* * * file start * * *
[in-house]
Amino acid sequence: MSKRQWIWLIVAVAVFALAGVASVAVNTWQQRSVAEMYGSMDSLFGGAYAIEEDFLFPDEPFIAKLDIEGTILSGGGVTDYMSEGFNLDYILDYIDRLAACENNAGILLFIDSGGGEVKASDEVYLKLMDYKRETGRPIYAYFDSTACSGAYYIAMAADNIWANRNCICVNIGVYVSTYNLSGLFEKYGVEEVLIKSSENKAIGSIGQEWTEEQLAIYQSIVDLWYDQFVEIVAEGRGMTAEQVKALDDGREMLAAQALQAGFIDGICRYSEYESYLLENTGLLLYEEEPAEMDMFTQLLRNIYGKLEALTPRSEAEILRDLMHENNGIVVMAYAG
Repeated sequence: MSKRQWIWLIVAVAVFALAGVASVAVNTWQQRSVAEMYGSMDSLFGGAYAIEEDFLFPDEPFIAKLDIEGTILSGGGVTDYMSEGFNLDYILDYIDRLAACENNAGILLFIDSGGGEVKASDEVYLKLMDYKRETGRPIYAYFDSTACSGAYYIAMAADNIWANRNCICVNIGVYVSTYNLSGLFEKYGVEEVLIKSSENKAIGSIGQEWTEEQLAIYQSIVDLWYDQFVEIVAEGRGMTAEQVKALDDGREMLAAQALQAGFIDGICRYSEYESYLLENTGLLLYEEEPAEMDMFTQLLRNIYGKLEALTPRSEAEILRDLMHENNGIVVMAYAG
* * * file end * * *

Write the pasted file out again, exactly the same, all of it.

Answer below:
[in-house]
Amino acid sequence: MSKRQWIWLIVAVAVFALAGVASVAVNTWQQRSVAEMYGSMDSLFGGAYAIEEDFLFPDEPFIAKLDIEGTILSGGGVTDYMSEGFNLDYILDYIDRLAACENNAGILLFIDSGGGEVKASDEVYLKLMDYKRETGRPIYAYFDSTACSGAYYIAMAADNIWANRNCICVNIGVYVSTYNLSGLFEKYGVEEVLIKSSENKAIGSIGQEWTEEQLAIYQSIVDLWYDQFVEIVAEGRGMTAEQVKALDDGREMLAAQALQAGFIDGICRYSEYESYLLENTGLLLYEEEPAEMDMFTQLLRNIYGKLEALTPRSEAEILRDLMHENNGIVVMAYAG
Repeated sequence: MSKRQWIWLIVAVAVFALAGVASVAVNTWQQRSVAEMYGSMDSLFGGAYAIEEDFLFPDEPFIAKLDIEGTILSGGGVTDYMSEGFNLDYILDYIDRLAACENNAGILLFIDSGGGEVKASDEVYLKLMDYKRETGRPIYAYFDSTACSGAYYIAMAADNIWANRNCICVNIGVYVSTYNLSGLFEKYGVEEVLIKSSENKAIGSIGQEWTEEQLAIYQSIVDLWYDQFVEIVAEGRGMTAEQVKALDDGREMLAAQALQAGFIDGICRYSEYESYLLENTGLLLYEEEPAEMDMFTQLLRNIYGKLEALTPRSEAEILRDLMHENNGIVVMAYAG